Mrs. Bennet: Oh Mr. Bennet, how can you be so tiresome?! You must know that I’m thinking of his marrying one of them!
Elizabeth: For a single man in possession of a good fortune must be in want of a wife.
Mrs. Bennet: Yes, he must indeed! And who better than one of our five girls?
Mr. Bennet: Visit him? Oh no, no, I see no occasion for that.
Mrs. Bennet: Oh, Mr. Bennet!
Mr. Bennet: Go yourself with the girls. Or, still better, send them by themselves.
Mrs. Bennet: By themselves?!
Mr. Bennet: Aye, for you’re as handsome as any of them. Mr. Bingley might like you best of the party.
I’ll tell you what I’ll do. I shall write to Mr. Bingley, informing him that I have five daughters, and he’s welcome to any of them that he chooses. They’re all silly and ignorant like other girls. Well, Lizzy has a little more wit than the rest. But then, he may prefer a stupid wife, as others have done before him. There, will that do?
If I could love a man who would love me enough to take me for a mere 50 pounds a year, I should be very well pleased. But such a man could hardly be sensible, and you know I could never love a man who was out of his wits.
I am determined that nothing but the very deepest love will induce me into matrimony. So, I shall end an old maid, and teach your ten children to embroider cushions and play their instruments very ill!
–Elizabeth (to Jane)
Mrs. Bennet: Bingley’s wealth is nothing to his. Ten thousand a year, at least! –Don’t you think he’s the handsomest man you’ve ever seen, girls?
Elizabeth: I wonder if he would be quite so handsome if he was not quite so rich?
Elizabeth: The very rich can afford to give offense wherever they go. We need not care for their good opinion.
Mrs. Bennet: No, indeed!
Elizabeth: Perhaps he is not so very handsome, after all?
Mrs. Bennet: No, indeed! Quite ill-favoured.
Mr. Bingley: Come, Darcy. I must have you dance. I must. I hate to see you standing about in this stupid manner. Come, you had much better dance.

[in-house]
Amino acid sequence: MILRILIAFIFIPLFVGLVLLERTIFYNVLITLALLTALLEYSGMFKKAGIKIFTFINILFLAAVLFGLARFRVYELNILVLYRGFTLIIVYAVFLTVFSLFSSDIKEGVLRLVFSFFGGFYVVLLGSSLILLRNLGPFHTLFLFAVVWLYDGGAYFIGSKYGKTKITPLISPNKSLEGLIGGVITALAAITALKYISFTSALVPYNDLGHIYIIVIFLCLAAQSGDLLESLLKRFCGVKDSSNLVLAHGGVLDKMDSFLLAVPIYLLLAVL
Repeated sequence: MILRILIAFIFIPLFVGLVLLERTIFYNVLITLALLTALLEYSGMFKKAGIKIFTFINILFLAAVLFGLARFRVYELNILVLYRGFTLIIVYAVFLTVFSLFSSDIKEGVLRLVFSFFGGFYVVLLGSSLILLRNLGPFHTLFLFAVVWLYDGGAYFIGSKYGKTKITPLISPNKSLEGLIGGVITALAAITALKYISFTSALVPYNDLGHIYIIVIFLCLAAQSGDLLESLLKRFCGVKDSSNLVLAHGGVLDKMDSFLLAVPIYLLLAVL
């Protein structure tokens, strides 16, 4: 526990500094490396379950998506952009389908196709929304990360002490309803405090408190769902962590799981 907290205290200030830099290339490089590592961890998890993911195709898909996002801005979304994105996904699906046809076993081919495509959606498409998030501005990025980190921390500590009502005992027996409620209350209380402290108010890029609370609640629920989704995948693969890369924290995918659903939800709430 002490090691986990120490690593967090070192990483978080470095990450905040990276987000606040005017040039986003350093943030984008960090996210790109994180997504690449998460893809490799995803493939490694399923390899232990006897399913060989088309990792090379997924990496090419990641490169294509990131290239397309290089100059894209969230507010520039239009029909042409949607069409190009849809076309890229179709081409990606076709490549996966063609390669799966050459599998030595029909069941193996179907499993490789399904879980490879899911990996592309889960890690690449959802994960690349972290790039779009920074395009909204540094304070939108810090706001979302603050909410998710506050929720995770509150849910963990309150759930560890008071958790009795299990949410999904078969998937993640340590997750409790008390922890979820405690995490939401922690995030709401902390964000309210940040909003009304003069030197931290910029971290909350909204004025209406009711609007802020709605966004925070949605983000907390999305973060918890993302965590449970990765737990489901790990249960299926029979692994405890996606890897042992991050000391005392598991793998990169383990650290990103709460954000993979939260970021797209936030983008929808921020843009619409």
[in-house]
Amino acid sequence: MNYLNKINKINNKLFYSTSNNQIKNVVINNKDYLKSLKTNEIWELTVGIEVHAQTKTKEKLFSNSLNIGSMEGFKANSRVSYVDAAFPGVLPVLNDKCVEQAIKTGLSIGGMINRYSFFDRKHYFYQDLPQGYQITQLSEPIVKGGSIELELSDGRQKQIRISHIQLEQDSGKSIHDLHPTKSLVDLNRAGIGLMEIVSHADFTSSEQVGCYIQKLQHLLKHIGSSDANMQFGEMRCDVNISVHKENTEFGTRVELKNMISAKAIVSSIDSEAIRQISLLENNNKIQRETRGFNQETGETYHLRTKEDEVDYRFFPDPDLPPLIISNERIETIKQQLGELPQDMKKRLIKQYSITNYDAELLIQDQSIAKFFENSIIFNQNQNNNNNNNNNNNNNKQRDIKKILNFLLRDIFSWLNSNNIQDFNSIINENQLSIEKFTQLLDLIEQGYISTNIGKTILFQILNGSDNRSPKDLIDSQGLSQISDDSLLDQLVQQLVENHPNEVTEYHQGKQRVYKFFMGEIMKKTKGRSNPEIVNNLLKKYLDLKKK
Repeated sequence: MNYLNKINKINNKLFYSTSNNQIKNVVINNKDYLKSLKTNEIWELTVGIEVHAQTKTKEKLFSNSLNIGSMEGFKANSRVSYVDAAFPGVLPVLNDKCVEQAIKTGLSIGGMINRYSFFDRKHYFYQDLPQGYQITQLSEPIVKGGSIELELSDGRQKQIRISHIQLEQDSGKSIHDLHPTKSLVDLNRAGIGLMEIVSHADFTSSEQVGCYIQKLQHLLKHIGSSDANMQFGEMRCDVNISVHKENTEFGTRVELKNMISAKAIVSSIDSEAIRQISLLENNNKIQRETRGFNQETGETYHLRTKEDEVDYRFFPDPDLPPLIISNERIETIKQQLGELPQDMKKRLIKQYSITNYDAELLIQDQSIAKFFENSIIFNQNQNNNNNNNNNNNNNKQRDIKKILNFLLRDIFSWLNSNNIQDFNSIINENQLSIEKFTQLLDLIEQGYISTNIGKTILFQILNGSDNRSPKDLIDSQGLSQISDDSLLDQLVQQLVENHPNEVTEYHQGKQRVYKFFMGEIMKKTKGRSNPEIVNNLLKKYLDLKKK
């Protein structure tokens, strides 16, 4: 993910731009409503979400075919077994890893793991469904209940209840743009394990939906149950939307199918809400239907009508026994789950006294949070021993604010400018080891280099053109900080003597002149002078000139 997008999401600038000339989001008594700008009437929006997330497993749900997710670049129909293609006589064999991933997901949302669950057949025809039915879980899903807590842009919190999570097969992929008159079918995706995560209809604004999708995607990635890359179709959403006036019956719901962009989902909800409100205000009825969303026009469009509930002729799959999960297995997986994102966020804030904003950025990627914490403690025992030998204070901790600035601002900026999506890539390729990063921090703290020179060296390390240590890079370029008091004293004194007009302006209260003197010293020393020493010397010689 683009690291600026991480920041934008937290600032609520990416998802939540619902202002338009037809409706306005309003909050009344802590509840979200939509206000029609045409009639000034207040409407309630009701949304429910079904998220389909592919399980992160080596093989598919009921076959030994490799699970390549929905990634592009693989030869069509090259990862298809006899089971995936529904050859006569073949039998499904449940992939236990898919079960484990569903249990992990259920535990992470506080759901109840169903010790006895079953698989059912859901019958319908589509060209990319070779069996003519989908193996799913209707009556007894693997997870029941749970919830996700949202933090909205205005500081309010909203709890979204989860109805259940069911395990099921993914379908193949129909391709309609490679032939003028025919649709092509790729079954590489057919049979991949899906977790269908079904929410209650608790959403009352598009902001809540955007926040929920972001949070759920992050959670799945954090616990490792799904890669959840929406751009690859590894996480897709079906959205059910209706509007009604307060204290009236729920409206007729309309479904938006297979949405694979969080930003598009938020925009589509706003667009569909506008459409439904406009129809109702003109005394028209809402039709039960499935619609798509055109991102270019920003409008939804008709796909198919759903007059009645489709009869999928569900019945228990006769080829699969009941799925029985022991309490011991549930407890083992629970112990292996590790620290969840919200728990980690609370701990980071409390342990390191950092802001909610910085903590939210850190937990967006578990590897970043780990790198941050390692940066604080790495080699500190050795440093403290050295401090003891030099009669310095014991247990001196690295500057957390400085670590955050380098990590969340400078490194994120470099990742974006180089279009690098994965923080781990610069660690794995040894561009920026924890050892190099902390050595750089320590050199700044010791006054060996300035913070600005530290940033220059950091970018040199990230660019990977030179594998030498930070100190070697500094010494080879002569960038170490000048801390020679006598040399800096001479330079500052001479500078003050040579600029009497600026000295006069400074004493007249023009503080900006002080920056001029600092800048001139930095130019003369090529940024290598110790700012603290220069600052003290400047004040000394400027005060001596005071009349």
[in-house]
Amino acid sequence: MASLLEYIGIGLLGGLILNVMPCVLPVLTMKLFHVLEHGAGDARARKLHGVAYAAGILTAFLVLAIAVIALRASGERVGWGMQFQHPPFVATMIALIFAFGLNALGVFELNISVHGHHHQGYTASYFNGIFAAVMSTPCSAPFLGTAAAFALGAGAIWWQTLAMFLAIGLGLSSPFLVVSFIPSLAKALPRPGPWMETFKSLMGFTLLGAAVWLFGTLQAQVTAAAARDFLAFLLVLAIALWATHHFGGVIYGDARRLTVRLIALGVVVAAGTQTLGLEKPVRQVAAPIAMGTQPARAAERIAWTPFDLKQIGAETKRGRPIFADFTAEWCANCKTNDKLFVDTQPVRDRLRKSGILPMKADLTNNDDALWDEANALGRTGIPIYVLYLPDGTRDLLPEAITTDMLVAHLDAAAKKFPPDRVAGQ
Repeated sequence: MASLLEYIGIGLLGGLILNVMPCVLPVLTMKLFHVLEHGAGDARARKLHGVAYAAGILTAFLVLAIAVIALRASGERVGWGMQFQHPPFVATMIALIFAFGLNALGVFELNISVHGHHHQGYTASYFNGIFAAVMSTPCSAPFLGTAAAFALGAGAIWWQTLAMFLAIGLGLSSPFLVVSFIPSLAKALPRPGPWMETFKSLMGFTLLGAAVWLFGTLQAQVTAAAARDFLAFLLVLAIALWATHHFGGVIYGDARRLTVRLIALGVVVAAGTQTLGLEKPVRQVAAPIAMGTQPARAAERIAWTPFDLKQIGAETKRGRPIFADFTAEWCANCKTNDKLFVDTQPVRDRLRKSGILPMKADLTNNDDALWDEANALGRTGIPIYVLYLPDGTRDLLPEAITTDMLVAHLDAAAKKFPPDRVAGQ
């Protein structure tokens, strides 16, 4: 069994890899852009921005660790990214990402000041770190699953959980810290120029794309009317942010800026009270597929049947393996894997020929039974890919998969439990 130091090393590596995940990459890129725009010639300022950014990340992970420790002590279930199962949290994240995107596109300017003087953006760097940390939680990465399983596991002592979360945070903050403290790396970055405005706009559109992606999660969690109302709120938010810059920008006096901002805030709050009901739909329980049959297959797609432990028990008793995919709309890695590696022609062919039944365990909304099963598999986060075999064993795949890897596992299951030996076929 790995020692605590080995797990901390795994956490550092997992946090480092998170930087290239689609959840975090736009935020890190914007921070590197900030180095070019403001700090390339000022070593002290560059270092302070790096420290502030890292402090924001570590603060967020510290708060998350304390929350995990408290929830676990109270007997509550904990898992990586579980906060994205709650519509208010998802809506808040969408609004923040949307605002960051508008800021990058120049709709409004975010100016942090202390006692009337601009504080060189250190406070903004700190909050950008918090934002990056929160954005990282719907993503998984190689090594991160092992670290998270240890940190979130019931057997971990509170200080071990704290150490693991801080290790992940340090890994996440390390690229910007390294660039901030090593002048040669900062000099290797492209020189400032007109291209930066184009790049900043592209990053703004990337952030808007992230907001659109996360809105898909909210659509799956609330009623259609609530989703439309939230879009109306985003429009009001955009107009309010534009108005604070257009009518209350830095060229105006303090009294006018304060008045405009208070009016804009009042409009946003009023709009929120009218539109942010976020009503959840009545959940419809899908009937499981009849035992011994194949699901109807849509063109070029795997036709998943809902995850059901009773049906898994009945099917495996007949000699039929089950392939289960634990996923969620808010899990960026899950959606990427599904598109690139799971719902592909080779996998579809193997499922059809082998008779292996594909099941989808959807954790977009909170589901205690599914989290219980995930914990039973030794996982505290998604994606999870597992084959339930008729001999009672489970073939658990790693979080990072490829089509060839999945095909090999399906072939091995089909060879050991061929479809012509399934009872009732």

Mr. Darcy: I certainly shall not. At an assembly such as this? It would be insupportable. Your sisters are engaged at present, and you know perfectly well it would be a punishment to me to stand up with any other woman in the room.”
Mr. Bingley: Good ____ Darcy, I wouldn’t be as fastidious as you are for a kingdom! Upon my honor, I never met so many pleasant girls in my life! And several of them uncommonly pretty.
Mr. Darcy: You have been dancing with the only handsome girl in the room.
Mr. Bingley: Darcy, she is the most beautiful creature I ever beheld. Look, look. There’s one of her sisters. She’s very pretty too. And I daresay, very agreeable.
Mr. Darcy: She is tolerable, I suppose. But she’s not handsome enough to tempt me. Bingley, I’m in no humor to give consequence to young ladies who are slighted by other men. Go back to your partner, enjoy her smiles. You are wasting your time with me.
Mrs. Bennet: And I daresay, the lace on Mrs. Hurst’s gown—
Mr. Bennet: No lace, no lace, Mrs. Bennet, I beg you!
Mr. Bingley: Darcy, I shall never understand why you go through the world determined to be displeased with everything and everyone in it.”
Mr. Darcy: And I will never understand why you are in such a rage to approve of everything and everyone that you meet.
Jane: He is just what a young man ought to be, Lizzy. Sensible, lively, and I never saw such happy manners!
Elizabeth: Handsome, too—which a young man ought to be if he possibly can. And he seems to like you very much, which shows good judgment. [No], I give you leave to like him. You’ve liked many a stupider person.
Jane: …And even Mr. Darcy, you know, may improve on closer acquaintance.
Elizabeth: Do you mean he’ll be in humor to give consequence to young ladies who are slighted by other men? Never! (Imitating Darcy) ‘She is tolerable, I suppose, but not handsome enough to tempt me.’
Jane: It was very wrong of him to speak so.
Elizabeth: Ha, indeed it was—a capital offense.